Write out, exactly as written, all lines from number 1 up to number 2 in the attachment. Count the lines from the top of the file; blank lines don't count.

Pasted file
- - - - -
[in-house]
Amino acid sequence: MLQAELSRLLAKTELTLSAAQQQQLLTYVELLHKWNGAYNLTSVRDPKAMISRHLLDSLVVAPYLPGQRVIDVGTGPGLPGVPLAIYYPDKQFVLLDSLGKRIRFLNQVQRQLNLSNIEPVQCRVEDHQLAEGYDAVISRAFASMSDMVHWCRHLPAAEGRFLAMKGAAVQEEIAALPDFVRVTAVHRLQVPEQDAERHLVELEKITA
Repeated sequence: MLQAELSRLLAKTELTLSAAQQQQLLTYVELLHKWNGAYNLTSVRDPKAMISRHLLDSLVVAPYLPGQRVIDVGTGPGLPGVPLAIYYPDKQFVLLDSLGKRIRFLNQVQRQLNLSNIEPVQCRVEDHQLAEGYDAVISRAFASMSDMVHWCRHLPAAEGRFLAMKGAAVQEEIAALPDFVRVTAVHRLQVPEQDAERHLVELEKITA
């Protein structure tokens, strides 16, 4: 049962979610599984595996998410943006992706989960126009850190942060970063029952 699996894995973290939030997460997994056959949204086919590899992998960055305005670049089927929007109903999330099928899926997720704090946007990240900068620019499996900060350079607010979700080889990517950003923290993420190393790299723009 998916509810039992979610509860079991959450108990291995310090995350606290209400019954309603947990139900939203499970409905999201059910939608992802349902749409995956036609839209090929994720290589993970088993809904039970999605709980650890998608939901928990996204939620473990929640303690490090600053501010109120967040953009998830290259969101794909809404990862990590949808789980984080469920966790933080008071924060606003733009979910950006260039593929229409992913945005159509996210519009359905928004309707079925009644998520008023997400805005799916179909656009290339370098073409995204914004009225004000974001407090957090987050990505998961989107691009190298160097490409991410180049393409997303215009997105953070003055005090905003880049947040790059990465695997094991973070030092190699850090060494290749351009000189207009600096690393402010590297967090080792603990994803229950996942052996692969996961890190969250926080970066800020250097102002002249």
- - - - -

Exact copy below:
[in-house]
Amino acid sequence: MLQAELSRLLAKTELTLSAAQQQQLLTYVELLHKWNGAYNLTSVRDPKAMISRHLLDSLVVAPYLPGQRVIDVGTGPGLPGVPLAIYYPDKQFVLLDSLGKRIRFLNQVQRQLNLSNIEPVQCRVEDHQLAEGYDAVISRAFASMSDMVHWCRHLPAAEGRFLAMKGAAVQEEIAALPDFVRVTAVHRLQVPEQDAERHLVELEKITA